Electronic chips or semiconductors are a strategic commodity that goes into making almost every smart product in the world, from mobile phones and cars to strategic weapon systems, including nuclear weapons.
Therefore, any country seeking to play a decisive role in the digital future of the world must control a large part of the global chip industry, which has become a crucial industry in all aspects of human existence.
“America invented the semiconductor, and we will bring it back home,” said US President Joe Biden, during his visit to a semiconductor factory in North Carolina, outlining the features of the next stage in the global electronic chip industry.
This phrase reflects how Americans view the course of this industry during the coming years.
Although the US was the starting point for the electronic chip industry, controlling more than 37% of the industry 30 years ago, today that percentage is down to less than 12%.
Currently, more than 80% of this critical industry is located in Asia, with a significant focus on Taiwan, as the Taiwanese company TSMC alone accounts for 65% of the electronic chip market around the world.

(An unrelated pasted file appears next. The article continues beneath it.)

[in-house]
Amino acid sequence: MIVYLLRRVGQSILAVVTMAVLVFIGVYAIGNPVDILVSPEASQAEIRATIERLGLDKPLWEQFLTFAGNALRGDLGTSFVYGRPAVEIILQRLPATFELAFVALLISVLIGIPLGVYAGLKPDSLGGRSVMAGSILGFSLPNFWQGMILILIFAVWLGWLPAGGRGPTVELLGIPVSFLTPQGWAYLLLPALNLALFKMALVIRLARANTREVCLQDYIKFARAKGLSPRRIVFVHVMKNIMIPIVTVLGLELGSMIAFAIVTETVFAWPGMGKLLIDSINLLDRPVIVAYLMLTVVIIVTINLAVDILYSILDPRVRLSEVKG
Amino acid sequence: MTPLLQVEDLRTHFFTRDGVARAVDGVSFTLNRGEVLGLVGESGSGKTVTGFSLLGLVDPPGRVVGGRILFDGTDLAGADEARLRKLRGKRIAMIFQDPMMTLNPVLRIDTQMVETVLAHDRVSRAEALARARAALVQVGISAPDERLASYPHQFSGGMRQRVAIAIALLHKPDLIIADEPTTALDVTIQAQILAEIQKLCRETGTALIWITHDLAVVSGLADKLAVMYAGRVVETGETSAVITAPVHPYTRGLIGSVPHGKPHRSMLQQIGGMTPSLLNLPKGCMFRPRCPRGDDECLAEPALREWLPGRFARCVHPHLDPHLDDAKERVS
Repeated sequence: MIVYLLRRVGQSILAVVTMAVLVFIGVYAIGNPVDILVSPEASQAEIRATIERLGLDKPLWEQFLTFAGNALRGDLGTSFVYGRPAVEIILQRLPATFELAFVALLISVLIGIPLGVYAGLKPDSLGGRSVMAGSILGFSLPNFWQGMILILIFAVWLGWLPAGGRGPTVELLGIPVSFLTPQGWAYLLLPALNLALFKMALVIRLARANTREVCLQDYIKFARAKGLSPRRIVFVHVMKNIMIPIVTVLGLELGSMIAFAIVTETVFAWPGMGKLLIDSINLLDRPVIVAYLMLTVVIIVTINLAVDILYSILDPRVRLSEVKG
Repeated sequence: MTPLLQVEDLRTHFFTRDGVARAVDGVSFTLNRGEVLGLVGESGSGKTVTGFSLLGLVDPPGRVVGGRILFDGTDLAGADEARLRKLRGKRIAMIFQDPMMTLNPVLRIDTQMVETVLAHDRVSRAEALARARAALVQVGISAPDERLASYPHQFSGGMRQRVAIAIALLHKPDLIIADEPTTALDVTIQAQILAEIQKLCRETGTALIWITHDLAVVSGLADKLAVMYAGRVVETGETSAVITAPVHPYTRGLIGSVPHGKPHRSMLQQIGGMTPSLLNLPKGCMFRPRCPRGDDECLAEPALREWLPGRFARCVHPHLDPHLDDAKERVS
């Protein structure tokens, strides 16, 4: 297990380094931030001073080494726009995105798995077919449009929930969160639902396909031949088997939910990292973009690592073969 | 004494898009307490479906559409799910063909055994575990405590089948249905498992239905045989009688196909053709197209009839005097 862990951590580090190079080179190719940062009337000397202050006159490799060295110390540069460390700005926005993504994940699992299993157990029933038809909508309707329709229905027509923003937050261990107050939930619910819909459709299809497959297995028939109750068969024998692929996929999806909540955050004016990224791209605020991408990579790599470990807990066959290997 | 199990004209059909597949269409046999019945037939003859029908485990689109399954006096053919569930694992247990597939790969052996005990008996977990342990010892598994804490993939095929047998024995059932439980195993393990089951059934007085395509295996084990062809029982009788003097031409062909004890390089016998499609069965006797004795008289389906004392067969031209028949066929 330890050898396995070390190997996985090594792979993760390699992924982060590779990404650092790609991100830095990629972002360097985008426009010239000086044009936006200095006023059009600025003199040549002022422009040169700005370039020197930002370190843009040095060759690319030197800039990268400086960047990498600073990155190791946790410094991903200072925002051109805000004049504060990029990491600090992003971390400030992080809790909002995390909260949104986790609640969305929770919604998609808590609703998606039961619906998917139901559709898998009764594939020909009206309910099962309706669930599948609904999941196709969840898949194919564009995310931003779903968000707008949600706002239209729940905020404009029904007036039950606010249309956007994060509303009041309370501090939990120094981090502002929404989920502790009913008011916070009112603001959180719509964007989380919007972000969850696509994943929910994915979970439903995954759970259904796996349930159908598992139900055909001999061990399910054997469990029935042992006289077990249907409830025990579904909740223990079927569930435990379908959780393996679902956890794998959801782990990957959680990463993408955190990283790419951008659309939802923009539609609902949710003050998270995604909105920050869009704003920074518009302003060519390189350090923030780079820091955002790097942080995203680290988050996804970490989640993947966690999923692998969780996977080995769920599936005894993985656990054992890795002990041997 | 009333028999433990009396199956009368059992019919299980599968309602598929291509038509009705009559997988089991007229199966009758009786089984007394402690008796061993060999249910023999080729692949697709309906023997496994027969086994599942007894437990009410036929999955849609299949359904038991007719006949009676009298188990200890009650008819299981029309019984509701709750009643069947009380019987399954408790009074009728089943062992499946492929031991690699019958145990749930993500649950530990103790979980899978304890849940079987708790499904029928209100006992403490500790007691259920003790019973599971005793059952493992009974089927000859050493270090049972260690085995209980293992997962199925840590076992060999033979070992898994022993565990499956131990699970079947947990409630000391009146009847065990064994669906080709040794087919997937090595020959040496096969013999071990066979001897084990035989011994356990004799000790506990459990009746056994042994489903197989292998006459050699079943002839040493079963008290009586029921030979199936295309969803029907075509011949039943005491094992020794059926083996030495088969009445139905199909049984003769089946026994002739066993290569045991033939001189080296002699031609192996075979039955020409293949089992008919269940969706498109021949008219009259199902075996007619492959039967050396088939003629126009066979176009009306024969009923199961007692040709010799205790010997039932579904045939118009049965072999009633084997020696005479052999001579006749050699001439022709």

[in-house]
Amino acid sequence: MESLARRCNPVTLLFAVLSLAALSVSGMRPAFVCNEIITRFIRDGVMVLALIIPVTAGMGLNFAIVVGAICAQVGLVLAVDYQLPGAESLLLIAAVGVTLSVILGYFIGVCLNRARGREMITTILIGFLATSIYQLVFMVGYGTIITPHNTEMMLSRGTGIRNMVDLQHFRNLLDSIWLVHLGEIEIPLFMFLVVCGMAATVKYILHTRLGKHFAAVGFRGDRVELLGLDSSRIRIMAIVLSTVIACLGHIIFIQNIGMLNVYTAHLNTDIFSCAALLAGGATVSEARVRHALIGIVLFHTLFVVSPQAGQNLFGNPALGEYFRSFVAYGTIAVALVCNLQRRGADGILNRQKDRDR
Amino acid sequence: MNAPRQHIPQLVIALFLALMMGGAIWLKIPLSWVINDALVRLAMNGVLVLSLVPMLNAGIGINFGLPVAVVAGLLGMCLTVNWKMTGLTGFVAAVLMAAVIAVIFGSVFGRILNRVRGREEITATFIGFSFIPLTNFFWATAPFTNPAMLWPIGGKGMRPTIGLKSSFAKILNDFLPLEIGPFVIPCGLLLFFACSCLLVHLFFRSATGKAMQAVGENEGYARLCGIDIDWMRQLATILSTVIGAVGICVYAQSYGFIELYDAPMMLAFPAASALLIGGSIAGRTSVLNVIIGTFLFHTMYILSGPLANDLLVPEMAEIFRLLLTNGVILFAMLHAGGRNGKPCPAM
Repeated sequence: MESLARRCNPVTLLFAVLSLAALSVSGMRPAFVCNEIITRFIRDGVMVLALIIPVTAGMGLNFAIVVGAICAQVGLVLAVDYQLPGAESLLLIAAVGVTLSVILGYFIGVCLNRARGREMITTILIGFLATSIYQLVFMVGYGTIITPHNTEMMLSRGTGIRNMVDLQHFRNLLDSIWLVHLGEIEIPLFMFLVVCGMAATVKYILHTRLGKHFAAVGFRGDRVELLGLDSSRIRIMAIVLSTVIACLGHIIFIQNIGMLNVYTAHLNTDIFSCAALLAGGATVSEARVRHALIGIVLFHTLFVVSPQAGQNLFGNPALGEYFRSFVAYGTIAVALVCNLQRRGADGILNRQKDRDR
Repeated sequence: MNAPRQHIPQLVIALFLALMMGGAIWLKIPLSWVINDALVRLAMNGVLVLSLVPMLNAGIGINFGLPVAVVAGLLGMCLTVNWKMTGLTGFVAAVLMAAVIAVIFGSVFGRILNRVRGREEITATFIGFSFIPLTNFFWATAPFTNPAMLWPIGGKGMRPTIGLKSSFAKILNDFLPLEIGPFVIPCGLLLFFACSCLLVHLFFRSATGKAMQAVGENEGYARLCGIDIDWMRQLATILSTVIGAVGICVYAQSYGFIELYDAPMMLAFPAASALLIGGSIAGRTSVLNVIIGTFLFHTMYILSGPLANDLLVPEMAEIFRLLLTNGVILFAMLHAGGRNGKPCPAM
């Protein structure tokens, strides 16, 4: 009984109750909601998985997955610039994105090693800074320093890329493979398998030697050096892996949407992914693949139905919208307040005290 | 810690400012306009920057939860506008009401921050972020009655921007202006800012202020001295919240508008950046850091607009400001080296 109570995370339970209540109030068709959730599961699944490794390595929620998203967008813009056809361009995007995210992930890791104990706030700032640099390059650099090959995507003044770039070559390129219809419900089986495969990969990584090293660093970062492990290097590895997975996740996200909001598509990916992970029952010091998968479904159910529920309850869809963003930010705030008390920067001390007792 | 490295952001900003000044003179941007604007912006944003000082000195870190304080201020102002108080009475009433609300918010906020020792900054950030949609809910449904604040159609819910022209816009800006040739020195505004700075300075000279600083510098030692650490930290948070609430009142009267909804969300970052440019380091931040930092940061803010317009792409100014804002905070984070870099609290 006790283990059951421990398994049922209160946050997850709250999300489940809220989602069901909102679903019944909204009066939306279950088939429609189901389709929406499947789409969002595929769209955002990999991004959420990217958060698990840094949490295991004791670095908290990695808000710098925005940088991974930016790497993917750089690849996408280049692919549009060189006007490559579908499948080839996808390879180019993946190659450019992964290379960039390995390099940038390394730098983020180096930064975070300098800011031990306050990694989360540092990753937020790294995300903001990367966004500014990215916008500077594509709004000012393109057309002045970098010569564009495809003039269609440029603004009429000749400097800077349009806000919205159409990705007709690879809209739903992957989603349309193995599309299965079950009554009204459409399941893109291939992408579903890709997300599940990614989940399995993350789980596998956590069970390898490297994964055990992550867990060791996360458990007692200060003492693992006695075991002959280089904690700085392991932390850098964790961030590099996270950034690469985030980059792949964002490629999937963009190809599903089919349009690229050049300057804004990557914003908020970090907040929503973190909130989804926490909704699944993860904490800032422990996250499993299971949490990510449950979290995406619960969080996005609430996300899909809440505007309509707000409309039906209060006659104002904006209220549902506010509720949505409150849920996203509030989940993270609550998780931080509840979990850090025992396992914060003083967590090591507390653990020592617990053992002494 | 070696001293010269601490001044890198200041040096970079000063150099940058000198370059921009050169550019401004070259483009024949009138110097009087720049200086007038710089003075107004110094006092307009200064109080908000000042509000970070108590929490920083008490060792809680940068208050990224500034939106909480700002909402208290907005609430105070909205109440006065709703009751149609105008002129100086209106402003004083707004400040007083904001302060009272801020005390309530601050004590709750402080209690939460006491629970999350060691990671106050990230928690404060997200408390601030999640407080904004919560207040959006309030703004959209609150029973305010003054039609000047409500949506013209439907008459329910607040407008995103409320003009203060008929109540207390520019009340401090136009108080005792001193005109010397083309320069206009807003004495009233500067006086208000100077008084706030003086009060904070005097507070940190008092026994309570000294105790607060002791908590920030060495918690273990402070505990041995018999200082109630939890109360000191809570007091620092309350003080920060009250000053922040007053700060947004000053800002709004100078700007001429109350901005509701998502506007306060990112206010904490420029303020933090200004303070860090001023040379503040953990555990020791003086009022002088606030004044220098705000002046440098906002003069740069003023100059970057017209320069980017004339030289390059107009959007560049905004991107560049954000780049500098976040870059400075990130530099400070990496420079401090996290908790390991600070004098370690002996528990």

Today, the frantic race for the top of the semiconductor industry between Beijing and Washington drives a technological war.
This conflict revolves largely around the idea of depriving the potential opponent of the means to gain technological superiority, which has become the most important element in maintaining global superiority, influence and dominance.
The US is intensifying its efforts to impede China’s progress in the electronic chip industry, which is an important element in its industry and an important milestone in the economic project that China seeks to build with the “Belt and Road” initiative.
Furthermore, a large part of the conflict between the two countries over Taiwan seems to be related to this sensitive strategic industry, as it relates to technical sovereignty, which seems to be the focus of the struggle between the major international powers at the moment.
The electronic chip industry will be a focus of geopolitical confrontations in different regions, especially in the next five years.
In the chip war between the US and China, the former is trying to maintain its technological leadership and the latter is struggling to achieve self-sufficiency.
On the one hand, this conflict is a real test of Washington’s ability to maintain its declining international hegemony, and on the other Beijing’s ability to continue to rise to the top of the global economy and the international structure.